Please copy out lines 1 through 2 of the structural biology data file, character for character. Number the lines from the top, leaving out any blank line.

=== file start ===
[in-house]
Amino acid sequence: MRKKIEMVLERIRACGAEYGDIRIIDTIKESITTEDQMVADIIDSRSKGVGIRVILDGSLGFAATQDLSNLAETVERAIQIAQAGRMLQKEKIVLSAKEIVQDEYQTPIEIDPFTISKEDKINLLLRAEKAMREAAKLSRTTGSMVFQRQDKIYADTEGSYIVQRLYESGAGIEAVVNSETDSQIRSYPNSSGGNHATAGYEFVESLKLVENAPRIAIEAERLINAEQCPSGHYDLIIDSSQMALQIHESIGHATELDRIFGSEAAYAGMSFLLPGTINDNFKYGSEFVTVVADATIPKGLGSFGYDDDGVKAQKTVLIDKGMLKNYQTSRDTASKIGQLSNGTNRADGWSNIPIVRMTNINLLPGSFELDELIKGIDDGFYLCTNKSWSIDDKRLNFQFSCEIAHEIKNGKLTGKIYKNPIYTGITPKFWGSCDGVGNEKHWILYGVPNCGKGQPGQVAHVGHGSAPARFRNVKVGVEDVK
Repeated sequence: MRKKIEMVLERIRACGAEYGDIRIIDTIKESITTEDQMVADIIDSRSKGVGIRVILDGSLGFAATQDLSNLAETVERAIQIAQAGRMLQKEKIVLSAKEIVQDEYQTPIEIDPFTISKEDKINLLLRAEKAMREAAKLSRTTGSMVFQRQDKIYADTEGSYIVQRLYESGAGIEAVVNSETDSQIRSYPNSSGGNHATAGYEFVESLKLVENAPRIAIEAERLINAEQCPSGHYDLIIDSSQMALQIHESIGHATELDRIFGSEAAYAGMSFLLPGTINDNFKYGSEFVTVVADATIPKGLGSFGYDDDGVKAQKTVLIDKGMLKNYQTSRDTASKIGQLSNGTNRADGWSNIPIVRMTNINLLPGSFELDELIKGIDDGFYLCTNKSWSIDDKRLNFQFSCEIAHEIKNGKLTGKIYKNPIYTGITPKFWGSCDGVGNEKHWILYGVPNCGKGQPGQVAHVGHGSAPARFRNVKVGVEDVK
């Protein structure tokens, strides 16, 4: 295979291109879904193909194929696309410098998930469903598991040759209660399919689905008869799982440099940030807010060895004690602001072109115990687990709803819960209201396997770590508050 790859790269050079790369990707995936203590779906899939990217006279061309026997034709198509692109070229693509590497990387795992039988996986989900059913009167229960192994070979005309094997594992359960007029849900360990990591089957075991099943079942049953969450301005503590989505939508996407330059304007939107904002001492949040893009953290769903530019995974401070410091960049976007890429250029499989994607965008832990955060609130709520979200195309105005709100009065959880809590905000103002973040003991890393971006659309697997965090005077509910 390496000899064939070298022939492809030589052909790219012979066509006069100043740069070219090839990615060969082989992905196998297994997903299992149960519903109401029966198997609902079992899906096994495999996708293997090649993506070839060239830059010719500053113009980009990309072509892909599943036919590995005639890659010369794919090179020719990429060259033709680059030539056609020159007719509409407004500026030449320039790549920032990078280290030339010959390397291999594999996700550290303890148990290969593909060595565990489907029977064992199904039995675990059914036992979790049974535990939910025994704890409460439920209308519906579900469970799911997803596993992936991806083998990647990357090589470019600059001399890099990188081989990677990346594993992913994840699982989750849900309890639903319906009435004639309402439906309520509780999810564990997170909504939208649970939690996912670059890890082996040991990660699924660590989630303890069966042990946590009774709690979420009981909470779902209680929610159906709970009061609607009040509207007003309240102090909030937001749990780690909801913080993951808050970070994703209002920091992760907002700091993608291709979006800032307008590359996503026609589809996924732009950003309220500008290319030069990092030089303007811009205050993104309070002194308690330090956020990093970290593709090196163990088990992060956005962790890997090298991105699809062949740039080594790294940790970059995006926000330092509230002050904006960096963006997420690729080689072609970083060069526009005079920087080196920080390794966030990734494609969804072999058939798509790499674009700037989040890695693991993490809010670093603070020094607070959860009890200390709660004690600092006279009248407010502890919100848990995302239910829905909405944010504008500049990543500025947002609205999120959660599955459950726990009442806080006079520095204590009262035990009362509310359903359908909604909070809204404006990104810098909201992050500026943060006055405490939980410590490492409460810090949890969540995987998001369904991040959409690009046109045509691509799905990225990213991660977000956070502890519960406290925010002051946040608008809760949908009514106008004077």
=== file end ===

[in-house]
Amino acid sequence: MRKKIEMVLERIRACGAEYGDIRIIDTIKESITTEDQMVADIIDSRSKGVGIRVILDGSLGFAATQDLSNLAETVERAIQIAQAGRMLQKEKIVLSAKEIVQDEYQTPIEIDPFTISKEDKINLLLRAEKAMREAAKLSRTTGSMVFQRQDKIYADTEGSYIVQRLYESGAGIEAVVNSETDSQIRSYPNSSGGNHATAGYEFVESLKLVENAPRIAIEAERLINAEQCPSGHYDLIIDSSQMALQIHESIGHATELDRIFGSEAAYAGMSFLLPGTINDNFKYGSEFVTVVADATIPKGLGSFGYDDDGVKAQKTVLIDKGMLKNYQTSRDTASKIGQLSNGTNRADGWSNIPIVRMTNINLLPGSFELDELIKGIDDGFYLCTNKSWSIDDKRLNFQFSCEIAHEIKNGKLTGKIYKNPIYTGITPKFWGSCDGVGNEKHWILYGVPNCGKGQPGQVAHVGHGSAPARFRNVKVGVEDVK